Thursday, November 5, 2015
Bankruptcy is a legal proceeding in which you put your money in your pants pocket and give your coat to your creditors.
The nexus between better insolvency laws and economic growth is forthright. It has been established beyond doubt that the fierce and detrimental bankruptcy laws which ensures to protect the rights of borrowers and lenders, promote predictability, clarify the risks associated with lending, and make the collection of debt through bankruptcy proceedings more effective and pragmatic.
India witnessed an era of the Sick Industrial Companies (Special Provisions) Act, 1985 (SICA) and Board for Industrial and Financial Reconstruction (BIFR) as a failed mechanism for regulating bankrupt companies. The Indian laws are often termed as the toughest laws for the running of businesses in India.
The World Bank has ranked India at 142 out of 189 countries in 'resolving insolvency,' estimating that it takes 4.3 years on average in Mumbai to settle a case. In reality it takes much longer than that. To improve business condition in the country, Bankruptcy Law Reform Committee was setup by the government in Aug, 2014
I. Key reforms
The Bankruptcy Law Reform Commission headed by former law secretary TK Viswanathan has proposed the following key reforms:
1 Early recognition of financial distress in company and timely intervention by the government to rescue the organization. The first important suggestion is one that allows secured creditors to initiate rescue proceedings if a borrower fails to make good on any of its dues within a month of such a demand being made. The current rules under the Companies Act say that a borrower should be unable to repay 50% (or more) of its debt before debtors can initiate rescue proceedings. As the committee argues, waiting for a stage where a company has defaulted on 50% of its debt is probably waiting too long. By such time, the company would probably have turned unviable and a rescue would be unlikely. Act early, is the message.
2. One of the most prominent and paramount feature of The Bill is that it proposes insolvency resolution within 180 days and a new regulator to oversee the process. It's also laid down a clear and speedy system for early identification of financial distress and revival of companies. The prescribed resolution timeline of 180 days can be cut further to 90 days from the trigger date for key categories. The proposed insolvency regulator will cover professionals and agencies specialising in the field.
3. Liquidate non viable company at the earliest.
4. Permitting secured creditors to apply for the rescue of the company, as per the current law it was filled after the company had defaulted by 50 per cent of its outstanding debt.
5. Another feather in the cap was introduced by allowing unsecured creditors representing 25 per cent of the debt to initiate rescue proceedings against the debtor company.
6. The committee has been prudent enough to recommend individual solvency. The report incorporates provision on individual insolvency, a crucial area covering sole proprietorships and small and medium enterprises in India.
II. Crucial benefits
1. Improve the rank of India on ease of doing business
2. The Bill has proposed a number of changes to the liquidation regime, including changes for increased protection of creditor rights, maximisation of asset value and better management of the company in liquidation. Simplifying exit policy is one of the criteria considered by entrepreneurs before setting any organization.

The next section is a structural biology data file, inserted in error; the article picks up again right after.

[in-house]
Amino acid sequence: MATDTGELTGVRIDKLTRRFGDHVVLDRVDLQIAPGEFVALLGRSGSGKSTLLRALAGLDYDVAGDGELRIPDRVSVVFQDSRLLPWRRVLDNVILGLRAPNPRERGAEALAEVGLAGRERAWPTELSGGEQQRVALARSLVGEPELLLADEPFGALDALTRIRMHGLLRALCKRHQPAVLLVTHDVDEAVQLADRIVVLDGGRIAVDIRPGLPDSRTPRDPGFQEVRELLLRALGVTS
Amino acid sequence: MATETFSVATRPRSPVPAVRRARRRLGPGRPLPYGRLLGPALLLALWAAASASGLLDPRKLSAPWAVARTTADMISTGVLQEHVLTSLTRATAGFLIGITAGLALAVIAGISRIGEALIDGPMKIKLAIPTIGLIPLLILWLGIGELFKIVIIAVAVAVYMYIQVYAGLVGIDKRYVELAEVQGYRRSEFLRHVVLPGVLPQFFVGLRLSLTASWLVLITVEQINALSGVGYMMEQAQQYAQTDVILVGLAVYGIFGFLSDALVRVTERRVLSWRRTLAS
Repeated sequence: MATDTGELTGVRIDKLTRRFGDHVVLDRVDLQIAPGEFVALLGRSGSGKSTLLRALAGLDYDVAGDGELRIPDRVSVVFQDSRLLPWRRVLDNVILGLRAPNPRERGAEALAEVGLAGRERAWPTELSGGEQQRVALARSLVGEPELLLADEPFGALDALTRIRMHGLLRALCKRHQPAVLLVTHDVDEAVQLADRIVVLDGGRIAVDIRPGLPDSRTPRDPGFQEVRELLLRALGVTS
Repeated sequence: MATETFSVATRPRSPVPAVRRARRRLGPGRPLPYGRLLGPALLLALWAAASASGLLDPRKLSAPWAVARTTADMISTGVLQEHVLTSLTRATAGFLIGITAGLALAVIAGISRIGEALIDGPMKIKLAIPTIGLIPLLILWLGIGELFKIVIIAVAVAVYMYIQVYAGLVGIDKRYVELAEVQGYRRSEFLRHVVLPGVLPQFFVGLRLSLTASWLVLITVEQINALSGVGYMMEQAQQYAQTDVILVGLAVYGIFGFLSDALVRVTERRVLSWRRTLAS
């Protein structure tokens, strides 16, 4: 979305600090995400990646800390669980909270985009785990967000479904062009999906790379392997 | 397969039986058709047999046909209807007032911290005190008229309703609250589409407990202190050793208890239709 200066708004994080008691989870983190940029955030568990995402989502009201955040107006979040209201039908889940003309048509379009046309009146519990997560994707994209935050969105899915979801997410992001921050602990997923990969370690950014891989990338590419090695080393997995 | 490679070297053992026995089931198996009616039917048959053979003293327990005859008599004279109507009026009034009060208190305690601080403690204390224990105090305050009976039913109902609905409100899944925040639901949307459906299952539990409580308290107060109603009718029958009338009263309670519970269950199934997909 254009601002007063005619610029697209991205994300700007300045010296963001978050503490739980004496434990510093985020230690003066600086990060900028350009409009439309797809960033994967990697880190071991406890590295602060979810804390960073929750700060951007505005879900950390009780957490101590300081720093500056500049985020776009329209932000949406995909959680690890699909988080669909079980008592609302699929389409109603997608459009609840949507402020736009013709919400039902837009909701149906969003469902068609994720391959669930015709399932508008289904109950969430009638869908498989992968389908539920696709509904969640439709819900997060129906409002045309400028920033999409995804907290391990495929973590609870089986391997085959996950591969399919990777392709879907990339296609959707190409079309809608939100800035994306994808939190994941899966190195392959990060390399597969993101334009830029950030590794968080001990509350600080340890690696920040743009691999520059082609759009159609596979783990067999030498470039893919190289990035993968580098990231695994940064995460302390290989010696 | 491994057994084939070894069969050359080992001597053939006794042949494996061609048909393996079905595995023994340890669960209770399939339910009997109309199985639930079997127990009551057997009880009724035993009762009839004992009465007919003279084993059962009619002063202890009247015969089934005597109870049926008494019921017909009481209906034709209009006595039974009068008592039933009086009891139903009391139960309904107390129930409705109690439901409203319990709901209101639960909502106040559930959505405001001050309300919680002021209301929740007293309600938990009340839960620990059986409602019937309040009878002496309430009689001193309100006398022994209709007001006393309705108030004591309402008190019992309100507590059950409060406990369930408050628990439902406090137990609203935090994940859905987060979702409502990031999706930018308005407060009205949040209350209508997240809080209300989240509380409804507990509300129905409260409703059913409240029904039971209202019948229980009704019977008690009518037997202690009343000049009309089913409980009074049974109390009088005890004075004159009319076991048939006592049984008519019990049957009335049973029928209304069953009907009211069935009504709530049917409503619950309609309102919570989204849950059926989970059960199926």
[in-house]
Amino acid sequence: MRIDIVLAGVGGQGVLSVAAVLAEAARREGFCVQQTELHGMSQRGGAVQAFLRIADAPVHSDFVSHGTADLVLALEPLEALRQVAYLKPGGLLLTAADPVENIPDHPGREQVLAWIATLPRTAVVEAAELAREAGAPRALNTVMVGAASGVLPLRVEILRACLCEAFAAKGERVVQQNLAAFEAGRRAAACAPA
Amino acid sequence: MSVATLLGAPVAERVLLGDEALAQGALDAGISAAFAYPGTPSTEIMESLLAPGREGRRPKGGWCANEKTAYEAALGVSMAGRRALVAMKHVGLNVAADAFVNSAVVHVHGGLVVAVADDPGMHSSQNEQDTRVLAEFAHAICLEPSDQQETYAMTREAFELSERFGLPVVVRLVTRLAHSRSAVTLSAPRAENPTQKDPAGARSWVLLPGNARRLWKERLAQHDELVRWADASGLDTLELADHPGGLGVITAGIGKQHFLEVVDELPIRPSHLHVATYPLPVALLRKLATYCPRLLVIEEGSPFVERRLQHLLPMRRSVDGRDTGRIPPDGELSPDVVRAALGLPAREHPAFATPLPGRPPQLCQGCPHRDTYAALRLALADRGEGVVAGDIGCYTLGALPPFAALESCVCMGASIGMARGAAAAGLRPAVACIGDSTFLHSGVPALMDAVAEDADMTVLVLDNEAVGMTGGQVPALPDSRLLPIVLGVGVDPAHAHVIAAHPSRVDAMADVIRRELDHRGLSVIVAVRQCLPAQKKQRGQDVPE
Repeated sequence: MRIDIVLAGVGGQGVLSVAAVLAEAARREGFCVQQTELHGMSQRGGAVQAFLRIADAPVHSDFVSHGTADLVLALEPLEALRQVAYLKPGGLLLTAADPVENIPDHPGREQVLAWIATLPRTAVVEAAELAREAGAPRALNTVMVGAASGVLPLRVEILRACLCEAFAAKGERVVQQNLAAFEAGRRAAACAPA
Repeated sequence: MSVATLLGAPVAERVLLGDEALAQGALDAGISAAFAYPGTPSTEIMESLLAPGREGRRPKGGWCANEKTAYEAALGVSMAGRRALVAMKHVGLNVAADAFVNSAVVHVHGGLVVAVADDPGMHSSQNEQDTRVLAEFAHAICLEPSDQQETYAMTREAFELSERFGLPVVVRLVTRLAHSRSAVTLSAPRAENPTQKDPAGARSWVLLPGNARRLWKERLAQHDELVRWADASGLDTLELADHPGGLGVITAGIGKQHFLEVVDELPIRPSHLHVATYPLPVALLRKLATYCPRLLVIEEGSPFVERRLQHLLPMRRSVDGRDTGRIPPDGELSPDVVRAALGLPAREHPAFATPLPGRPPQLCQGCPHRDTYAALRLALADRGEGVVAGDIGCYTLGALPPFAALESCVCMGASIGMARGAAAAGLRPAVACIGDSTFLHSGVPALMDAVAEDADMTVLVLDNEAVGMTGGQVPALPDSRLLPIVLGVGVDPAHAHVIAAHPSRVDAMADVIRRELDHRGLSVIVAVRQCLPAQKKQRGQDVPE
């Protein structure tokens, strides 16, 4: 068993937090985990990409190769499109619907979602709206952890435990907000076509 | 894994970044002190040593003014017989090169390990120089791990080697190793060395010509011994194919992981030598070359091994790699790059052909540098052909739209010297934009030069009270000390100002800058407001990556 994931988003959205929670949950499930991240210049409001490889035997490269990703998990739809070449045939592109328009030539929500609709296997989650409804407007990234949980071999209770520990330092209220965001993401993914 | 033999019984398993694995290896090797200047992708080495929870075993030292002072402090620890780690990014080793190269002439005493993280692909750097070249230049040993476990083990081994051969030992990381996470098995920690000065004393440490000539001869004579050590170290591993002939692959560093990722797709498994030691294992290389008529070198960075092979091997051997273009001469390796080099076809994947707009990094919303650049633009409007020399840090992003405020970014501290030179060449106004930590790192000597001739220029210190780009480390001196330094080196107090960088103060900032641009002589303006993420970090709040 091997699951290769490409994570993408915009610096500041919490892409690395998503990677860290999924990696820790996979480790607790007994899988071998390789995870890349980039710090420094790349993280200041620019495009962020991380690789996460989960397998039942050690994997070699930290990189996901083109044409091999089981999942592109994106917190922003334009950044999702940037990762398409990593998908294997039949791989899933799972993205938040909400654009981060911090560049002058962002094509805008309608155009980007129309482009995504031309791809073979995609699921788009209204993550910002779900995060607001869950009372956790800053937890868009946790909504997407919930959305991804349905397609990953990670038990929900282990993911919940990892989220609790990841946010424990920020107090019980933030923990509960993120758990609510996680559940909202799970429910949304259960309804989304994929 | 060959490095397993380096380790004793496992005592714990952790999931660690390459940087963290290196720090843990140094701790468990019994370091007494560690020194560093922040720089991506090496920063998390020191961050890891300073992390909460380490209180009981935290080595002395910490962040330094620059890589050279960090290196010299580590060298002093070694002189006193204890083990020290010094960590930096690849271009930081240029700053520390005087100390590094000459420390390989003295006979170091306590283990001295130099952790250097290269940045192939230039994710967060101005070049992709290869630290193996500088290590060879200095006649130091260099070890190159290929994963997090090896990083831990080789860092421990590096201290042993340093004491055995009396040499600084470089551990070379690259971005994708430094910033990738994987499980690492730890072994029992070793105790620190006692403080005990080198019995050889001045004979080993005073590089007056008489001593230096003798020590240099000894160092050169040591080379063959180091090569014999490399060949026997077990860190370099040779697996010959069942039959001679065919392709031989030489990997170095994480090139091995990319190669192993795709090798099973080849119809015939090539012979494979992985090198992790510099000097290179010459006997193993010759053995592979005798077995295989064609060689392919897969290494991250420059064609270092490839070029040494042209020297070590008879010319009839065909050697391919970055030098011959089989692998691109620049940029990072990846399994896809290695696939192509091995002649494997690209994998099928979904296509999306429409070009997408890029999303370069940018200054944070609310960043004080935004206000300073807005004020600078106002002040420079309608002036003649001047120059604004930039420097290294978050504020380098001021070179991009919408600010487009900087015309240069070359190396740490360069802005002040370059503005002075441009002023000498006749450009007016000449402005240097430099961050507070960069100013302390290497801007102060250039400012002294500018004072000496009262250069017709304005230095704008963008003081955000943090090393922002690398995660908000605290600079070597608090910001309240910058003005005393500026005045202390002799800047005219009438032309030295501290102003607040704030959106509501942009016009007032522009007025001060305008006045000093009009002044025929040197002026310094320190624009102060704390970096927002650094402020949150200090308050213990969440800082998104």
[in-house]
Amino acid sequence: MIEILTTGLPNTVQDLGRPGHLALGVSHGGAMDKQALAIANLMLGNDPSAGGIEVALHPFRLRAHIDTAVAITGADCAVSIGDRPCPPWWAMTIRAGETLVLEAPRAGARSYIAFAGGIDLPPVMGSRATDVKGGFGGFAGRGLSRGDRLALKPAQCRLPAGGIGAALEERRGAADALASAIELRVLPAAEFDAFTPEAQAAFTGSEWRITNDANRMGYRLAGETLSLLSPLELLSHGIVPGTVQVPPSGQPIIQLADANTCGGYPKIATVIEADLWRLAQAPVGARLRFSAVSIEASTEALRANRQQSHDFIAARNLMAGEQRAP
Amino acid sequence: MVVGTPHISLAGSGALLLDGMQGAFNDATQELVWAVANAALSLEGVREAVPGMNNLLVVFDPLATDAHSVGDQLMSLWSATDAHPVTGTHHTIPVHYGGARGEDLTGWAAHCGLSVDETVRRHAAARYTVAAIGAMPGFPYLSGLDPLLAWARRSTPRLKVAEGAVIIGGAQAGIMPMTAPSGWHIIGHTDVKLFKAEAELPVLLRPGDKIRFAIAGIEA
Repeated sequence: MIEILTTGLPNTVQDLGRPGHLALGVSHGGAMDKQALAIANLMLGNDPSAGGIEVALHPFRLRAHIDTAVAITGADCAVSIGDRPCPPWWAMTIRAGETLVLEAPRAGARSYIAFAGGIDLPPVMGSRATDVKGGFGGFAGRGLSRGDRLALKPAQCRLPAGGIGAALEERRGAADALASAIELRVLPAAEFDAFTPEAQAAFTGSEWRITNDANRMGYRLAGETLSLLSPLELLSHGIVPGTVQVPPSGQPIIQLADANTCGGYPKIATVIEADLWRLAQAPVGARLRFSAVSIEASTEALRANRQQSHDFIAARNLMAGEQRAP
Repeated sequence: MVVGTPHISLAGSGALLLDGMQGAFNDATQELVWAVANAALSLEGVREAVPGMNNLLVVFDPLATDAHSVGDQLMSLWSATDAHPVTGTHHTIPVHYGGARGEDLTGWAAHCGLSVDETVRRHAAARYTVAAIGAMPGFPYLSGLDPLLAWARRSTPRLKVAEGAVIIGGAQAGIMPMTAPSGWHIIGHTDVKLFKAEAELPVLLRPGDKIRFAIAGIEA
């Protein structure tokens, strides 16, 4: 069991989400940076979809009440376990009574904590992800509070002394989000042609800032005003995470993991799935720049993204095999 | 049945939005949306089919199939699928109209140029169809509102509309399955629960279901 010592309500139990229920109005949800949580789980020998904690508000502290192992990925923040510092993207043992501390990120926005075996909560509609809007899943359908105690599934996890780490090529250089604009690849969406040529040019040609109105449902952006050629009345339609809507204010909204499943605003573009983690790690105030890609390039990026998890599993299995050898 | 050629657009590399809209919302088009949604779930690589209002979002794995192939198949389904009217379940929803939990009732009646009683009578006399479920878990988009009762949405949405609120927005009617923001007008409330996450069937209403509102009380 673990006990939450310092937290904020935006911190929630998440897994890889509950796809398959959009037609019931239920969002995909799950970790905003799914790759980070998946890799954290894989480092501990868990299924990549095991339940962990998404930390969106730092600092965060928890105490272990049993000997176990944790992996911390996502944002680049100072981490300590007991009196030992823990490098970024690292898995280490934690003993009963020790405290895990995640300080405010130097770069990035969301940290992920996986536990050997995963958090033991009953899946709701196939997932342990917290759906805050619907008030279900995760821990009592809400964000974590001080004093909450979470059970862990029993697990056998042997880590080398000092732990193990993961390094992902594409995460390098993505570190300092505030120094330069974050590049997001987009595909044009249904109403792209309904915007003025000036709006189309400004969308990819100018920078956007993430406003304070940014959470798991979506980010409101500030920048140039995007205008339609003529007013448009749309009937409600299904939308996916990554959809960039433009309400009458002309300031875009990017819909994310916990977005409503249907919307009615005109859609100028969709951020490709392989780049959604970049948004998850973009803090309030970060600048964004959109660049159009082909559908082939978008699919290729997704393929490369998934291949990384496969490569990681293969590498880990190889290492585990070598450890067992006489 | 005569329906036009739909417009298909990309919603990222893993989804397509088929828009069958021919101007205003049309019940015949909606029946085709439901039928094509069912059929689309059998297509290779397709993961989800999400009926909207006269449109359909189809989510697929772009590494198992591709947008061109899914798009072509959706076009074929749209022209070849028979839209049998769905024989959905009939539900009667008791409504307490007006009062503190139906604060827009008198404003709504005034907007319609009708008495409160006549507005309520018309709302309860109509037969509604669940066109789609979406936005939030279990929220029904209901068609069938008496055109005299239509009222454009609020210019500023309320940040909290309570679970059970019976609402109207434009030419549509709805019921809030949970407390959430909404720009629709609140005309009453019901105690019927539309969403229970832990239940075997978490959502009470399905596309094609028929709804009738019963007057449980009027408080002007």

3. It is also proposed that an early intervention by the government could salvage the entity from liquidation.
1. We have witnessed that several provisions which deal with the early intervention by the government to save organization from being defaulted are already available under various laws and have failed to resolve the issue further, ineffective implementation of existing laws are major problems.
2. There is lack of awareness, knowledge and information pertaining to the laws amongst the people who run and manage small businesses and micro enterprises, further they are managed by people who do not have much knowledge about laws and are largely illiterate thus, without required knowledge of existing laws, proper implementation seems to be a distant dream.
3. We anticipate that in lieu of getting subsidies and tax benefits through state intervention, there will be an tendency amongst the entrepreneurs to show a well running organization as a sick organization.
4. Although this may sound like an good news for creditors, on the flip side one needs to tread cautiously in giving the creditors unbridled power and leaving companies with fewer options to protect themselves.
The Industry sentiments about the proposed law seems that it will create a robust and globally competitive insolvency regime.
However lets not get carried away as if one recollects substantial opinions were offered about the state of the debt recovery tribunals. On paper, these were meant to speed up recoveries, but in practice, have done anything but that. Until this judicial bottleneck is cleared, little may change on the ground.
The present laws do not either help a sick industrial unit to revive itself or assist financial institutions to recover their money. A transparent bankruptcy law is overdue, getting a new bankruptcy law in place is critical in sending a message to promoters that the erosion of the sanctity of the debt contract, as it’s been termed by the RBI governor, must be reversed.
Further a new bankruptcy law, coupled with practical changes, removal of judicial bottlenecks and curbing delays will be crucial to the reform process.